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Operation Olivia for Olive Ridley Turtles

  • 14 Jun 2021
  • 3 min read

Why in News

Recently, the Indian Coast Guard has pressed into service an aircraft for 'Operation Olivia' to protect Olive Ridley turtles.

Indian Coast Guard

  • It is an Armed Force, Search and Rescue and Maritime Law Enforcement agency under the Ministry of Defence. It was established in 1978.
  • It has a wide range of task capabilities for both surface and air operations. It is one of the largest coast guards in the world.

Key Points

  • Operation Olivia:
    • Every year, the Indian Coast Guard’s “Operation Olivia”, initiated in the early 1980s, helps protect Olive Ridley turtles as they congregate along the Odisha coast for breeding and nesting from November to December.
      • It also intercepts unlawful trawling activities.
    • Round-the-clock surveillance is conducted from November till May utilising Coast Guard assets such as fast patrol vessels, air cushion vessels, interceptor craft and Dornier aircraft to enforce laws near the rookeries (colony of breeding animals).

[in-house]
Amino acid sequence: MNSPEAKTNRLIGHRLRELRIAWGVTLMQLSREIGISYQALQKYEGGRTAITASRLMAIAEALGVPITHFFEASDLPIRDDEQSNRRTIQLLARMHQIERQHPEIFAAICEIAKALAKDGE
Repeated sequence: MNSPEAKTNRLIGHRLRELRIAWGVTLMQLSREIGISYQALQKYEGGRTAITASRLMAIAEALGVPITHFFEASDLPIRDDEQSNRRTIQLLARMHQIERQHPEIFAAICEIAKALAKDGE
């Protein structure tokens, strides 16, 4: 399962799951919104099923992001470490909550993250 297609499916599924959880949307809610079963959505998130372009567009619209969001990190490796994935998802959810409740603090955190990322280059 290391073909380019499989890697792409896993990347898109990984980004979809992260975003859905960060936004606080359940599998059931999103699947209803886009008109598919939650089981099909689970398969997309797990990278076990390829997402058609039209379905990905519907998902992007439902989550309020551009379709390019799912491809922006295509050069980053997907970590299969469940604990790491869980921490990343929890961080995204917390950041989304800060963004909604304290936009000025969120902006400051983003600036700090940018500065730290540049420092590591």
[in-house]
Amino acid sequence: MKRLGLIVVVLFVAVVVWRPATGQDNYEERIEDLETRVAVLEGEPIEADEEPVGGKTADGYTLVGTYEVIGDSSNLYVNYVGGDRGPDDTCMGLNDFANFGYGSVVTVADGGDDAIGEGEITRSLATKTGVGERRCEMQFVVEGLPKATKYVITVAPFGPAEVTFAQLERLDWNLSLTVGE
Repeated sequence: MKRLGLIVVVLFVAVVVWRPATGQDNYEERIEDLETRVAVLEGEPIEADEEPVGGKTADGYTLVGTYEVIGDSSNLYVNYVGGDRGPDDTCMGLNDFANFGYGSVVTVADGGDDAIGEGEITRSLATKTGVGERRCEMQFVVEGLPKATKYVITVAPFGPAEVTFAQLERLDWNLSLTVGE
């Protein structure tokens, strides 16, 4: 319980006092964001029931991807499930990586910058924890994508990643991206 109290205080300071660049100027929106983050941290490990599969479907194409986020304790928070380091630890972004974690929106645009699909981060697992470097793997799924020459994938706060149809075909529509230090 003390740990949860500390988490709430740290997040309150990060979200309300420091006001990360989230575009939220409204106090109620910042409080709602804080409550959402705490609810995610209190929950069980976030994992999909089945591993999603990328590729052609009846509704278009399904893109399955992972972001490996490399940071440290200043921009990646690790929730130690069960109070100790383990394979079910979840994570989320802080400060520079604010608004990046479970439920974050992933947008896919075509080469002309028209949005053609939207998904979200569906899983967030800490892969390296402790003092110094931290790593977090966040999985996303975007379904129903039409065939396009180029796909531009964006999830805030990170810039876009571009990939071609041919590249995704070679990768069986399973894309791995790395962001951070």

• From November 2020 to May 2021, the Coast Guard devoted 225 ship days and 388 aircraft hours to protect 3.49 lakh turtles that laid eggs along the Odisha coast.
  • Olive Ridley Turtles:
    • Features:
      • The Olive ridley turtles are the smallest and most abundant of all sea turtles found in the world.
      • These turtles are carnivores and get their name from their olive colored carapace.
      • They migrate thousands of kilometers between feeding and mating grounds in the course of a year.
      • They are best known for their unique mass nesting called Arribada, where thousands of females come together on the same beach to lay eggs.
    • Habitat:
      • They are found in warm waters of the Pacific, Atlantic and Indian oceans.
      • The Odisha’s Gahirmatha Marine Sanctuary is known as the world’s largest rookery of sea turtles.
    • Protection Status:
    • Threats:
      • They are extensively poached for their meat, shell and leather, and their eggs.
      • However, the most severe threat they face is the accidental killing through entanglement in trawl nets and gill nets due to uncontrolled fishing during their mating season around nesting beaches.
      • An ever-increasing debris of plastics, fishing nets, discarded nets, polythene and other garbage dumped by tourists and fishing workers.
    • Other Initiatives:
      • To reduce accidental killing in India, the Odisha government has made it mandatory for trawls to use Turtle Excluder Devices (TEDs), a net specially designed with an exit cover which allows the turtles to escape while retaining the catch.

Source: TH

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